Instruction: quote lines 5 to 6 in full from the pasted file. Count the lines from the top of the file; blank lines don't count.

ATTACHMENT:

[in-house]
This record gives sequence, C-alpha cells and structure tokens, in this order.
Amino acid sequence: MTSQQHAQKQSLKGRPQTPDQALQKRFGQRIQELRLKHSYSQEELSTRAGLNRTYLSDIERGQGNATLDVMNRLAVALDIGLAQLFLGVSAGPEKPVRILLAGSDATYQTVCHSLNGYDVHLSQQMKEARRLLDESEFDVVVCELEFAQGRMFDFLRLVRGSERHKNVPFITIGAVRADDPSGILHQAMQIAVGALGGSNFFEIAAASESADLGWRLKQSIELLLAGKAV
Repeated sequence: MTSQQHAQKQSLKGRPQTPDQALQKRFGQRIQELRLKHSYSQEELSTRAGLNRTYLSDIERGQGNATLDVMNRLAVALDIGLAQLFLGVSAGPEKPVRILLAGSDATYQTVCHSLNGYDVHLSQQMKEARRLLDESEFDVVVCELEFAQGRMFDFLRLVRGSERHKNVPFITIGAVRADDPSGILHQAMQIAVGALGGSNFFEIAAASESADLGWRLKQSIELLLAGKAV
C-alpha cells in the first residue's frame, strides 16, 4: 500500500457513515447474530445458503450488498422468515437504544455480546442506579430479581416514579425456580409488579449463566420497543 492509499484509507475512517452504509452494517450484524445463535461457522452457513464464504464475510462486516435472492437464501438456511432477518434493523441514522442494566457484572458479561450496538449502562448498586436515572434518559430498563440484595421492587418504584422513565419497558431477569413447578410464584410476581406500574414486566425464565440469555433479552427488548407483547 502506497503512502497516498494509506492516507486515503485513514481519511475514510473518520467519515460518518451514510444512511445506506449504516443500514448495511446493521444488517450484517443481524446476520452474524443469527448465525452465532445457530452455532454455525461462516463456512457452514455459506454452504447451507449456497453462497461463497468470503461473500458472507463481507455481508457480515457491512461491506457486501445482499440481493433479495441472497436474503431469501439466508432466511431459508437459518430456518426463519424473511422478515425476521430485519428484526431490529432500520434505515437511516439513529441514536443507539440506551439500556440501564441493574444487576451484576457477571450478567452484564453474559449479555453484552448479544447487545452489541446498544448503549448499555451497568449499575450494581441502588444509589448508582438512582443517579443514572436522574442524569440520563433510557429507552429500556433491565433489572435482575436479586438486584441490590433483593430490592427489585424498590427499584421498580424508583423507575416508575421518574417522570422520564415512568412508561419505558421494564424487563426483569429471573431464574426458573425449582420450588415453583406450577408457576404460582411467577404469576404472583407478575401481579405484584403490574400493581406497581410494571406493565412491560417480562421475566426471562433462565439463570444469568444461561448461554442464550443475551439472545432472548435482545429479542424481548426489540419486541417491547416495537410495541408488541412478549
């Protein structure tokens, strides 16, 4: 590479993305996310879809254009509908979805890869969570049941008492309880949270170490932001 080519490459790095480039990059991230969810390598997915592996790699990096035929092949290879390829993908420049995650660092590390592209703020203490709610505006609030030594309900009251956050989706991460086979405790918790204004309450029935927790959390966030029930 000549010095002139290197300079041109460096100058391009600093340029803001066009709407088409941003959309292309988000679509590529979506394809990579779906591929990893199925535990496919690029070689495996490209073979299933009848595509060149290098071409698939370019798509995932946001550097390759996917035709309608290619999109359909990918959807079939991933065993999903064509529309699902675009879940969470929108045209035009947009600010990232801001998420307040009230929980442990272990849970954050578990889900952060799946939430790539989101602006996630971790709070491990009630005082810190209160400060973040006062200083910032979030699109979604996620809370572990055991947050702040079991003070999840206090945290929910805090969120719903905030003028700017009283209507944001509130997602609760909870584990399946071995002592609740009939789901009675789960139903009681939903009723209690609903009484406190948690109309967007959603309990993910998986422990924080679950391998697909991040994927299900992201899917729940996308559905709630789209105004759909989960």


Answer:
C-alpha cells in the first residue's frame, strides 16, 4: 500500500457513515447474530445458503450488498422468515437504544455480546442506579430479581416514579425456580409488579449463566420497543 492509499484509507475512517452504509452494517450484524445463535461457522452457513464464504464475510462486516435472492437464501438456511432477518434493523441514522442494566457484572458479561450496538449502562448498586436515572434518559430498563440484595421492587418504584422513565419497558431477569413447578410464584410476581406500574414486566425464565440469555433479552427488548407483547 502506497503512502497516498494509506492516507486515503485513514481519511475514510473518520467519515460518518451514510444512511445506506449504516443500514448495511446493521444488517450484517443481524446476520452474524443469527448465525452465532445457530452455532454455525461462516463456512457452514455459506454452504447451507449456497453462497461463497468470503461473500458472507463481507455481508457480515457491512461491506457486501445482499440481493433479495441472497436474503431469501439466508432466511431459508437459518430456518426463519424473511422478515425476521430485519428484526431490529432500520434505515437511516439513529441514536443507539440506551439500556440501564441493574444487576451484576457477571450478567452484564453474559449479555453484552448479544447487545452489541446498544448503549448499555451497568449499575450494581441502588444509589448508582438512582443517579443514572436522574442524569440520563433510557429507552429500556433491565433489572435482575436479586438486584441490590433483593430490592427489585424498590427499584421498580424508583423507575416508575421518574417522570422520564415512568412508561419505558421494564424487563426483569429471573431464574426458573425449582420450588415453583406450577408457576404460582411467577404469576404472583407478575401481579405484584403490574400493581406497581410494571406493565412491560417480562421475566426471562433462565439463570444469568444461561448461554442464550443475551439472545432472548435482545429479542424481548426489540419486541417491547416495537410495541408488541412478549
């Protein structure tokens, strides 16, 4: 590479993305996310879809254009509908979805890869969570049941008492309880949270170490932001 080519490459790095480039990059991230969810390598997915592996790699990096035929092949290879390829993908420049995650660092590390592209703020203490709610505006609030030594309900009251956050989706991460086979405790918790204004309450029935927790959390966030029930 000549010095002139290197300079041109460096100058391009600093340029803001066009709407088409941003959309292309988000679509590529979506394809990579779906591929990893199925535990496919690029070689495996490209073979299933009848595509060149290098071409698939370019798509995932946001550097390759996917035709309608290619999109359909990918959807079939991933065993999903064509529309699902675009879940969470929108045209035009947009600010990232801001998420307040009230929980442990272990849970954050578990889900952060799946939430790539989101602006996630971790709070491990009630005082810190209160400060973040006062200083910032979030699109979604996620809370572990055991947050702040079991003070999840206090945290929910805090969120719903905030003028700017009283209507944001509130997602609760909870584990399946071995002592609740009939789901009675789960139903009681939903009723209690609903009484406190948690109309967007959603309990993910998986422990924080679950391998697909991040994927299900992201899917729940996308559905709630789209105004759909989960």